This past Sunday, the message that was preached was meant for me. It is cliche I know, but nonetheless, that passage in Matthew chapter 6 when Jesus talks about worry was like an arrow striking its mark. And I was the intended target.
The Pastor could not have known. No one else around me, save for my wife, would know. But I have been worrying as of late… So much so that the worry has boiled over the pot, simmering on the stove…sizzling on the electric coils beneath and foaming all the way into full-on anxiety. It hasn’t been panic attacks per se, but there have been moments when I have awakened at times seized with disquietude and beseeching my quickening pulse to slow itself back into that desired slumbering pace once more.
In those sudden moments of unwanted wakefulness however, I have found myself conversing more and more with God. He and I haven’t spoken as much as we do now. Perhaps this is the ‘good’ that can come out of what was not meant to be so…I do not know. But we speak quite often about these sudden moments of alarm. He reminds me that this is small, unnecessary concern, and that He is, and will always be there.
His steady peace finds my heart once more, and yet it takes more seconds, perhaps even minutes to convince my storm-filled brain. Oh, how I wish I would step out of that boat like Peter, who was full of faith…yet I’m one of the others still in the boat, unwilling to move, frozen in my own silent attack of dread. We often internally chide Peter for not trusting Jesus as he finds his very soul taking on water, all-the-while looking up at Jesus Messiah who stands above that very tempest.
He stepped into onto that surface, which defied all sound logic (and physics).
Perhaps it is in the moving of one’s body, mind and soul that we begin to have a little faith… Perhaps it takes courage to still the very waves of emotions and the currents of anxiety. I have found that worry and the seconds it adds only fuels the panic and the untamed fright and flight.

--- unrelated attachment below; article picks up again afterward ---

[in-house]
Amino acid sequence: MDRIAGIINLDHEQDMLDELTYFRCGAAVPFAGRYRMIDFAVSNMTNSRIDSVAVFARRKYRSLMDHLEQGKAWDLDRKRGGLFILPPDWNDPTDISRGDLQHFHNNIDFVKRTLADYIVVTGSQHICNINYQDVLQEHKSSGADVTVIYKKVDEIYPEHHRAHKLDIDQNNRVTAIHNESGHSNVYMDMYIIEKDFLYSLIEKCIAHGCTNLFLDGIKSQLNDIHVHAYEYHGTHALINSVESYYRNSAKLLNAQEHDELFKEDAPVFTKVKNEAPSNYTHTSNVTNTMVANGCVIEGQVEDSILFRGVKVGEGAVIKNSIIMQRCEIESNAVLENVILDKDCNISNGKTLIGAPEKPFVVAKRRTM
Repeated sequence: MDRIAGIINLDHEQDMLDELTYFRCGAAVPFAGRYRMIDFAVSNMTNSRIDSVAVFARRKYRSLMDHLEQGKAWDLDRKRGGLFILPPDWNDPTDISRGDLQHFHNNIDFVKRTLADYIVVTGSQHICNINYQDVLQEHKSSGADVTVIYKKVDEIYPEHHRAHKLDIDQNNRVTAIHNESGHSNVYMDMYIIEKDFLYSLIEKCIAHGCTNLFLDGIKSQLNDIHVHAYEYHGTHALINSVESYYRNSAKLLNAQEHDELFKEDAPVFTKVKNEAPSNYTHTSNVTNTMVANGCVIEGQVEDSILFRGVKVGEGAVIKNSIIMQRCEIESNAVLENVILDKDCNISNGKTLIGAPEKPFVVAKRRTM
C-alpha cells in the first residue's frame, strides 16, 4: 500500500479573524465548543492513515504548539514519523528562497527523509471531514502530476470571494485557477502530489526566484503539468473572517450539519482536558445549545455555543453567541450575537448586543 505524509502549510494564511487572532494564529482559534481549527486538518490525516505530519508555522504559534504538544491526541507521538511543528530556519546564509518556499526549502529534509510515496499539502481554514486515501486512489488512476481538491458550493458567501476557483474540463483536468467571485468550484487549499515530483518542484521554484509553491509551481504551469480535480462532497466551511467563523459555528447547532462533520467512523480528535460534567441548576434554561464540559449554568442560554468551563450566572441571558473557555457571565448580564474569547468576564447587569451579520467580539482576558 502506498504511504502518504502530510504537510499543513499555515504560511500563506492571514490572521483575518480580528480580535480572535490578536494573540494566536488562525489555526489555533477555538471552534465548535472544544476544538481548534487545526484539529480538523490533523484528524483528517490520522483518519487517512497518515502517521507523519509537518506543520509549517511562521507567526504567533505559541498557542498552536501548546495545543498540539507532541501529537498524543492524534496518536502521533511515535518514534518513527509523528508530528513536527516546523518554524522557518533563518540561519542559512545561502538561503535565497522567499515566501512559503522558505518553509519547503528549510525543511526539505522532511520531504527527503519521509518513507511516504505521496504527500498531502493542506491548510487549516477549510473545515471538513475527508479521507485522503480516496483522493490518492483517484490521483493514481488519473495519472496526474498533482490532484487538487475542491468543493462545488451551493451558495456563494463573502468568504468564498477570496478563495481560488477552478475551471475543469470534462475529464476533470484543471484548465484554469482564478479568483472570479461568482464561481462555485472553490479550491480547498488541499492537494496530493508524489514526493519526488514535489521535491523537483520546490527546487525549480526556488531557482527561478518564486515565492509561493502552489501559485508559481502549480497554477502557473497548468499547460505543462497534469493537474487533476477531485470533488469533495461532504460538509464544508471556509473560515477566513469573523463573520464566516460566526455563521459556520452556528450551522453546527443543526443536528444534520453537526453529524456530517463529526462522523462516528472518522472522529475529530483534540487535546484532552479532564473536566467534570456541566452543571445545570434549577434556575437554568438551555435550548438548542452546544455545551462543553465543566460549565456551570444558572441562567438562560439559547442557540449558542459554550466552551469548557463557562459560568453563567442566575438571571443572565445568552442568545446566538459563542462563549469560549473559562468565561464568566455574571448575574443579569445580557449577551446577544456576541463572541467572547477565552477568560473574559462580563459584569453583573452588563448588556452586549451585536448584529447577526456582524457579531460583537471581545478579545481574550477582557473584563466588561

The Preacher spoke on worry. That worry had made a home in my heart. Today…worry is homeless, and I find myself finally moving again…perhaps very soon, I will step out of my boat and finally walk with Jesus.
I am still a student of grace. My Father in Heaven still has much to teach me. I confess that there are times when it is easier to not forgive, to clench my teeth real tight, my face all flushed in anger and the world is filtered through the red that I see in my eyes. I am still a student of grace.
Far too often I await the wrongs others will do to me. It is almost a sick celebration of the “I told you so’s” and the laments of injustices inflicted on me or soon to be inflicted. It is far too easy to adopt the “woe is me” attitude, while in my heart I never even gave others a chance; I never allowed that much trust to take root and put down into the deep soil of REAL faith. One could make the leap that I have only trusted God a part of the way. That I still pick and choose with whom I will love…enemy or not. One could judge me based upon how shallow my grace really is…and it is rather slim.
I am still a student of grace. Especially on the highway, when THAT driver is behind me, practically in my backseat, impatiently driving fast and soon will overtake me and then proceed to weave in and out of traffic…And some how, I have become the judge, jury and executioner of the world of speeding drivers everywhere. There is no need to search for that judgy old church member in the creaking pew, because he’s sitting in the driver’s seat, seat-belt clasp and I just glimpsed him through the rear view mirror for a moment…meeting his shame-filled eyes. Ah, yes, I am still a lousy student of grace.
But you will see me in church every Sunday. I will be active in the “hey how are you’s” and the occasional “amen’s”…but how far does my grace really extend?
I know, dear Lord that you ask me to love even my enemies…especially my enemies and sometimes, from afar I can “get with the program”…but there are still those other times (we’ll call them the ‘Most of the times’) when my heart is far from your decree to love them. You have said it is easy to love those who love you, and how right you are. I desire reciprocation. I desire affirmation and declarations of care and concern…and I got nothing from enemies. But here I am, still a student of grace…using it as an excuse to overlook this demographic of your creation. And I am drawn to the very cross where you died and took upon the sins of your enemies. You took upon that cross my sin and the sins of everyone here BEFORE we reciprocated, and provided any affirmations and declarations of our understanding of love. You, yourself even asked God to forgive those who were killing you because they didn’t know what they were doing…
Could it be? Is this what you want to teach… me?
I am still a student of grace…
but You are asking me to be much, much more than that. Lord, you are calling me to be an ambassador or Your grace. One who seeks out those who are still called enemy, stranger and outsider. And as I say those names, I am reminded that those labels were mine before I knew you…and still you loved me. Help me to become a professional dispenser of Your grace, without strings attached, or discrimination in my heart and mind. Grant me Your heart and Your eyes for those around me…until there are no more strangers, or enemies or outsiders.